Umlauf Sculpture Garden & Museum is a place most Austinites have been at least once. This beloved art venue offers vibrant programming, which includes summer camps, family days, and yoga. The peaceful space is also a popular event venue.
But as I walked in to do research for this story, I realized I’d never taken a proper tour. That’s how I missed a key fact regarding touching the statues. I had to confirm: is it really okay to touch the art? “Yes,” Program Director Sarah Athans replied as she smiled, “at least the bronze ones.”
This fact, along with a longtime relationship with Texas School for the Blind and Visually Impaired, set the perfect conditions for Touch Tours to become a part of the garden’s offerings.
Sculpture and Touch
Sculpture is mostly consumed visually, a tendency fed by the fact most museums do not allow patrons to touch the work. Yet in thinking about the process of sculpting with Athans and Umlauf Executive Director Sara Story, I reflected on how sculpting is particularly dependent on touch.
The sculptor must use touch to complete his or her work to the extent that some pieces even contain fingerprints. Yet we normally stand away from a piece to observe it, leaving a large portion of the experience behind.
This was apparent as Athans and Story led me to some pieces to experience them as one would on Touch Tours. (Touch Tours, like all tours, are crafted by the docent to meet the needs and interests of the group.)
First, we compared two statues that contain female faces.
Two Faces, Two Experiences
The first, called Muse II, was full of grooves and waves. I could touch the irises of the eyes and figuratively run my hands through the muse’s hair, styled in a messy bun. I laughed thinking of how many times I throw my own hair up in a bun, and compared my experience to the familiar feel of that action.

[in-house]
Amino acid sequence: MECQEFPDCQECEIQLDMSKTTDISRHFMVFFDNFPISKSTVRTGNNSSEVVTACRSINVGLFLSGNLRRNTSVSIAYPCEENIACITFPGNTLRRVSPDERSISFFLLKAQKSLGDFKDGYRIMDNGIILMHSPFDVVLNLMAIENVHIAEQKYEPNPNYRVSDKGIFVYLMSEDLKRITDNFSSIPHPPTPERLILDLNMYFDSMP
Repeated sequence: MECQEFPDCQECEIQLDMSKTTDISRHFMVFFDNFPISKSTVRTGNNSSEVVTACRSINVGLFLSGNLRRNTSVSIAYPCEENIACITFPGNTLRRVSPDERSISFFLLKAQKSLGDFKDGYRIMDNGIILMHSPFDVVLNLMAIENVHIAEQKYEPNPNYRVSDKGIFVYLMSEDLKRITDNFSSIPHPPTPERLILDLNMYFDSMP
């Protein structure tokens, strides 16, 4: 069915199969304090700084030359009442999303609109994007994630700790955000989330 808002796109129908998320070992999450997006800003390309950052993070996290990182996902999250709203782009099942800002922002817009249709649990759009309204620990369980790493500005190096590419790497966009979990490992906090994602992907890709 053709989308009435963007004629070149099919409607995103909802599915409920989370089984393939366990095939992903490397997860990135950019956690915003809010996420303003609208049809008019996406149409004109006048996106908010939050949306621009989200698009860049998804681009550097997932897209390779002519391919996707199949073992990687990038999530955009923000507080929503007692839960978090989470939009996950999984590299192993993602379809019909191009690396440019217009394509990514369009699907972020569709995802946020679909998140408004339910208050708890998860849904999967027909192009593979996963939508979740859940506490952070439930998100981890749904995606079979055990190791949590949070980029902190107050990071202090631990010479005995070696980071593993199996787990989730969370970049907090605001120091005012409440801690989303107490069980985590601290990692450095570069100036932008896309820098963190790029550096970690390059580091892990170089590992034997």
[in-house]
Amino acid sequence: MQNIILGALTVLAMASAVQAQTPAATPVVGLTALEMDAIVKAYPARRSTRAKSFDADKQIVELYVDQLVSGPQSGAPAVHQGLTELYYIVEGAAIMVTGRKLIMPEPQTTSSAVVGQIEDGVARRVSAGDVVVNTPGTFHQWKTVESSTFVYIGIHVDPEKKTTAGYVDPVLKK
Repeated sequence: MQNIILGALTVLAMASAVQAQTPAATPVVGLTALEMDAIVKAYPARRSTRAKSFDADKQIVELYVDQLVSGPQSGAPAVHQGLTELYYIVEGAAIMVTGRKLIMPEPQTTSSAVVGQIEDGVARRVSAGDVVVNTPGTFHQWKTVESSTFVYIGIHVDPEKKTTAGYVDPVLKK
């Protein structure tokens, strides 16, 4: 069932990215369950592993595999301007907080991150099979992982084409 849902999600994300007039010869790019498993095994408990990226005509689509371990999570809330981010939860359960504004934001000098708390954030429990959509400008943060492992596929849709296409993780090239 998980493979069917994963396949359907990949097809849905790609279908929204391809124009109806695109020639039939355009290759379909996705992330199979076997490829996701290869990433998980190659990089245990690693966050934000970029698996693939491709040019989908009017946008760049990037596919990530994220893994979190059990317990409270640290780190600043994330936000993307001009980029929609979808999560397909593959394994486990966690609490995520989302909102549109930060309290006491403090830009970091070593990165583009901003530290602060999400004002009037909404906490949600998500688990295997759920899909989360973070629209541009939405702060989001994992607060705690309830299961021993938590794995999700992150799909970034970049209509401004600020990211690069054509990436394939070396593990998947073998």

This statue was also hollow, bringing a feel to the process of casting as we reached our hands inside.
The second sculpture, Madonna and Child, was smooth until a direction change was needed. The tip of a nose and the side of an arm were formed by an abrupt and harsh edge, juxtaposed perfectly with the smoothness of the rest of the surface.
Without touching, I don’t know if I would have appreciated the complete diversity of approach from the sole sculptor of Umlauf Sculpture Garden, Charles Umlauf. This realization deepened when we went to see the series of animals, grouped in a circle. The rhinoceros (Rhino, 1967, bronze) had a raised surface resembling scales, while the boar (Wild Boar, 1979, bronze) had a spiked surface to imitate its hair.
As a took in the work by touch, it was very familiar–the same action one would use to get to know a child, comfort a loved one, or reassure a beloved pet. Perhaps this is why these interactions enhance our cognitive and physical well-being, something that has been proven by scientists.
Standing there, its easy to understand how touching a face posed at peace, or animals dancing in air, adds to the serenity of the space and feelings of well-being.
➡️ Keep reading: The Story of Umlauf Sculpture Garden’s Beloved Artist
Open to All
Touch Tours are currently offered by request. While developed specifically to enhance the experience for those who must rely on touch and other senses, due to blindness or visual impairment, anyone can take Touch Tours. Athans and Story hope there will be enough interest to make Touch Tours a regularly scheduled offering.
Further, all docents are now trained on how to most respectfully and appropriately work with blind and visually impaired visitors, thanks to training received from partner Texas School for the Blind and Visually Impaired. That means Umlauf Sculpture Garden is ready to welcome visitors of all visual abilities whenever tours are offered.
Combined with accommodations for those with hearing impairments, as well as Spanish-led tours, Umlauf Sculpture Garden & Museum is truly a place where all Austinites can find refuge.
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